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Much ado about nothing?

Maybe I've just been suckered in but I still fail to understand the huge outcry over the Google Single Privacy Policy.

Google will not be collecting any extra data and will still not provide any personally identifiable data to third parties without explicit consent.

While there were previously over 70 separate privacy policies these did not act in isolation and already included the provision to share data between services (with a couple of exceptions such as YouTube).

Have things really changed that much?

Google is accused of pandering to the wants of advertisers rather than the needs of users but, whilst I would agree that not everything that has happened in the last year is in the needs of the user, Google is actually building on its own needs rather than those of advertisers. Google needs to improve the effectiveness of its targeting systems in order to attract more advertisers and therefore stay competitive in an increasingly difficult market.

Advertisers will always target the consumer but the internet has improved the efficiency of the targeting process. No longer do advertisers have to put out fairly generic ads based on the magazine you are reading or TV program you are watching in the hope that a sufficient percentage will react.

I don't know about you but I'm all in favour of seeing ads that are more relevant to me as an individual rather than a lot of the rubbish I have inflicted upon me.

On the Plus side

I said back in January [1] that I saw the single privacy policy as a key factor in the more widespread integration of the G+ social layer with other Google services - the three factors that I remarked were all falling in to place were:

- teens
- pseudonyms
- the single privacy policy

I believe it was no coincidence that these three were implemented/announced so close together. Because of the diversity of services and users across the Google ecosystem each of the three factors above were potential blockers to full integration.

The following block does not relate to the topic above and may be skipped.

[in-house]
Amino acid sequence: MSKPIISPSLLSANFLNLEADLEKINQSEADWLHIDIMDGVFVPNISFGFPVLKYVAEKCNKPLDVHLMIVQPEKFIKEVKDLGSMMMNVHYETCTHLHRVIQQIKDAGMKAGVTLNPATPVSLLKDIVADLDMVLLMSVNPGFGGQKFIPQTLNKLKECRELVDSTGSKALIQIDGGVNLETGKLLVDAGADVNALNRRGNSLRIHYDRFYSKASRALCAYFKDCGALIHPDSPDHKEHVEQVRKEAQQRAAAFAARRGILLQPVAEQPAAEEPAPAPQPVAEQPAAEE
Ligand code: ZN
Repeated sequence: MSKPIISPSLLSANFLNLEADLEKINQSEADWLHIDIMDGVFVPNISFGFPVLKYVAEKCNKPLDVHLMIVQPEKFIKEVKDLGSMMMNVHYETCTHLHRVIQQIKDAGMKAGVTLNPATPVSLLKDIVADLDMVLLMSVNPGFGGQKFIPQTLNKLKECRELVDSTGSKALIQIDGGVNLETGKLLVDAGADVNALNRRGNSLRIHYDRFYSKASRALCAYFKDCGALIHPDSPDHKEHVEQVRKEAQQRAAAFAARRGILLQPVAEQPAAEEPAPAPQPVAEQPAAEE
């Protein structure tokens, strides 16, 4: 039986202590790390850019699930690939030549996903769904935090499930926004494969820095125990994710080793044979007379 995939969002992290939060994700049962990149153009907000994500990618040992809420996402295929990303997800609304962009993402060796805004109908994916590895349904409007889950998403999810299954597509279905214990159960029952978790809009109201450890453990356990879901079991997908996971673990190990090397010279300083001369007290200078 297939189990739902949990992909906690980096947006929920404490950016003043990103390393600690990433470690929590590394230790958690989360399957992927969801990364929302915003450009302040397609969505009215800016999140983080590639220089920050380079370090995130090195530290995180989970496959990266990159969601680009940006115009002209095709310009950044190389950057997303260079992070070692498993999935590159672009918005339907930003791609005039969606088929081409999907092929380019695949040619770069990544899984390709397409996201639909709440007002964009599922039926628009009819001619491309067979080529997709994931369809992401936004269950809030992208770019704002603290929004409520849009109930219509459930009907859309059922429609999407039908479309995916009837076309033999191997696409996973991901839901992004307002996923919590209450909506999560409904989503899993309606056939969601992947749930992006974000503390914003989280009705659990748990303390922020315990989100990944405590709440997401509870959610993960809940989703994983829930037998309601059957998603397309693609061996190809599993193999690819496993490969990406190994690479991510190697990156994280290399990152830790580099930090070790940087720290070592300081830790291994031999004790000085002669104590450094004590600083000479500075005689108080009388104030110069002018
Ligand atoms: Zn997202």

With Plus in its arsenal Google is becoming ever more like Facebook in operation but the latter has everything contained within one walled garden. Google has many gardens and just wants to be able to play ball over the fence or, even, tear the fences down.

Please, let me know where I'm wrong.


Colin Walker's profile photoFlorian “Floffy” Rohrweck's profile photoRoy Henning's profile photoHeinz Beilhardt's profile photo
+Marcin Ciszewicz I don't think it's necessarily retribution over SOPA/PIPA/ACTA per se but that the legislative bodies feel they need to be in control.
I also don't see the new privacy policy as much of a "threat" to the privacy of users. I don't see anything that Google wasn't already doing before, only now it's centralized behing your account. It's clearly a move to strengthen the Google-Plus "social layer", but it's somewhat conflicting for users who have two accounts (or regular and Apps account), as I have wondered here as well towards the end:
I don't see how you can reconcile the 'real-name' policy with having several accounts... You can't tie them together to share information or define one master account for the others.
+George B. Moga If you are using multiple accounts for different services then, obviously, the single privacy policy is not going to affect you as there is no movement between services.

Many other Google services allow pseudonymous use so, by allowing you to use an established pseudonym on Plus, Google is taking advantage (and letting you take advantage) of the single policy without the need to set up multiple accounts or have to rationalise that pseudonym with a real name.

Most people will have a single Google account that they use across the board so I don't think Google themselves are that concerned about not being able to reconcile data from those edge cases and, if you as a user feel the need to hold multiple accounts then the obvious intention is to keep them separate anyway.
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